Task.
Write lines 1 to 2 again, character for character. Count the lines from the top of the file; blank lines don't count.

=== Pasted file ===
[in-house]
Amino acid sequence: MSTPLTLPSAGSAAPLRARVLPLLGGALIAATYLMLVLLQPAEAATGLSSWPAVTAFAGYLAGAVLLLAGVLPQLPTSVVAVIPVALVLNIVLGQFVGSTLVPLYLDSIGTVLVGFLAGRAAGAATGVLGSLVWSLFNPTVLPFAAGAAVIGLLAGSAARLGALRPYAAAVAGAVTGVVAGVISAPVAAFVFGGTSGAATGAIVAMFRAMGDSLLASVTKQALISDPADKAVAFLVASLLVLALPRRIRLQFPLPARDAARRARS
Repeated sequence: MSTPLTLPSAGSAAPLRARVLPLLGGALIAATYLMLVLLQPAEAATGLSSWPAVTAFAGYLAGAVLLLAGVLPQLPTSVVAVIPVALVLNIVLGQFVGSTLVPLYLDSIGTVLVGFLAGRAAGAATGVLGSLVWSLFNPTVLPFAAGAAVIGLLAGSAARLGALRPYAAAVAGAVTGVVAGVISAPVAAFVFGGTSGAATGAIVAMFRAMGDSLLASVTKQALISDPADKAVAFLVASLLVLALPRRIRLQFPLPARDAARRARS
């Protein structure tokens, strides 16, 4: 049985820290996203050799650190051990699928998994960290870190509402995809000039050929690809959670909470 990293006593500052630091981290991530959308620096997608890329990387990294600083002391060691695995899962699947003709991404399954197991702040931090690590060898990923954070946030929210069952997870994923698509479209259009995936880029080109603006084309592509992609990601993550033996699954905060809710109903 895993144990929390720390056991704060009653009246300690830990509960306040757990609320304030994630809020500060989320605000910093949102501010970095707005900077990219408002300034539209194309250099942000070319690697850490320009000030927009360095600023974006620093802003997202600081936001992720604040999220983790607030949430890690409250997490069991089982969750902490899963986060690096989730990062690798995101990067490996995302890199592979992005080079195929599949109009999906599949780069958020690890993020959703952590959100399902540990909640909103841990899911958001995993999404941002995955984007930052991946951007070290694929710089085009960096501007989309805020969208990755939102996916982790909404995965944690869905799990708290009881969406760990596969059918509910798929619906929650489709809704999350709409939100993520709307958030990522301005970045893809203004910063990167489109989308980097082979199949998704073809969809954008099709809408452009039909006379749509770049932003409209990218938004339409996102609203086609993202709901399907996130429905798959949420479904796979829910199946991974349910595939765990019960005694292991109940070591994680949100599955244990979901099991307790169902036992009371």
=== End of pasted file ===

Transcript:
[in-house]
Amino acid sequence: MSTPLTLPSAGSAAPLRARVLPLLGGALIAATYLMLVLLQPAEAATGLSSWPAVTAFAGYLAGAVLLLAGVLPQLPTSVVAVIPVALVLNIVLGQFVGSTLVPLYLDSIGTVLVGFLAGRAAGAATGVLGSLVWSLFNPTVLPFAAGAAVIGLLAGSAARLGALRPYAAAVAGAVTGVVAGVISAPVAAFVFGGTSGAATGAIVAMFRAMGDSLLASVTKQALISDPADKAVAFLVASLLVLALPRRIRLQFPLPARDAARRARS